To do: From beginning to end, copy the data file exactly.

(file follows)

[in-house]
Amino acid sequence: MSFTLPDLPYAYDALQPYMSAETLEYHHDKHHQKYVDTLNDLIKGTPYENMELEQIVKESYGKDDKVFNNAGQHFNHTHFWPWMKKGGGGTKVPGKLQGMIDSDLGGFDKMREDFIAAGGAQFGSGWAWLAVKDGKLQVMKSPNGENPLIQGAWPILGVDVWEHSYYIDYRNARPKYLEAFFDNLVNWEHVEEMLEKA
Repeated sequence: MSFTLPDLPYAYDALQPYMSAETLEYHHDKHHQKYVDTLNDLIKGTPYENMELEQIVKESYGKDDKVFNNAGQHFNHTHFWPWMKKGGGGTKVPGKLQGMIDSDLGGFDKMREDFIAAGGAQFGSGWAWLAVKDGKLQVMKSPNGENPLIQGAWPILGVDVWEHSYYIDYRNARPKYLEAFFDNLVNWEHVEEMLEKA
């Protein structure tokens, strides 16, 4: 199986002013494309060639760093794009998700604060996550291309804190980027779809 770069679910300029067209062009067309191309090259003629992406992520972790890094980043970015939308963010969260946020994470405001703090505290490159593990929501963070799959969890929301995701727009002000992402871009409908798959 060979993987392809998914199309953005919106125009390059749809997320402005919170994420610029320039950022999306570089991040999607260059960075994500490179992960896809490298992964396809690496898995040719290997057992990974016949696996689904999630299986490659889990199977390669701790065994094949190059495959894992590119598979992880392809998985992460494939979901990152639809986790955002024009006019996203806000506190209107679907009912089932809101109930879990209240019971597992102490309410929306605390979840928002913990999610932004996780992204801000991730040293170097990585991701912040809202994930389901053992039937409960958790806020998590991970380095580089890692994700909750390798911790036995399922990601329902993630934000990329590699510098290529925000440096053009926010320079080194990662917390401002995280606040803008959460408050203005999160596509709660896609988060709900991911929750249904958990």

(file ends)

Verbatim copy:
[in-house]
Amino acid sequence: MSFTLPDLPYAYDALQPYMSAETLEYHHDKHHQKYVDTLNDLIKGTPYENMELEQIVKESYGKDDKVFNNAGQHFNHTHFWPWMKKGGGGTKVPGKLQGMIDSDLGGFDKMREDFIAAGGAQFGSGWAWLAVKDGKLQVMKSPNGENPLIQGAWPILGVDVWEHSYYIDYRNARPKYLEAFFDNLVNWEHVEEMLEKA
Repeated sequence: MSFTLPDLPYAYDALQPYMSAETLEYHHDKHHQKYVDTLNDLIKGTPYENMELEQIVKESYGKDDKVFNNAGQHFNHTHFWPWMKKGGGGTKVPGKLQGMIDSDLGGFDKMREDFIAAGGAQFGSGWAWLAVKDGKLQVMKSPNGENPLIQGAWPILGVDVWEHSYYIDYRNARPKYLEAFFDNLVNWEHVEEMLEKA
């Protein structure tokens, strides 16, 4: 199986002013494309060639760093794009998700604060996550291309804190980027779809 770069679910300029067209062009067309191309090259003629992406992520972790890094980043970015939308963010969260946020994470405001703090505290490159593990929501963070799959969890929301995701727009002000992402871009409908798959 060979993987392809998914199309953005919106125009390059749809997320402005919170994420610029320039950022999306570089991040999607260059960075994500490179992960896809490298992964396809690496898995040719290997057992990974016949696996689904999630299986490659889990199977390669701790065994094949190059495959894992590119598979992880392809998985992460494939979901990152639809986790955002024009006019996203806000506190209107679907009912089932809101109930879990209240019971597992102490309410929306605390979840928002913990999610932004996780992204801000991730040293170097990585991701912040809202994930389901053992039937409960958790806020998590991970380095580089890692994700909750390798911790036995399922990601329902993630934000990329590699510098290529925000440096053009926010320079080194990662917390401002995280606040803008959460408050203005999160596509709660896609988060709900991911929750249904958990």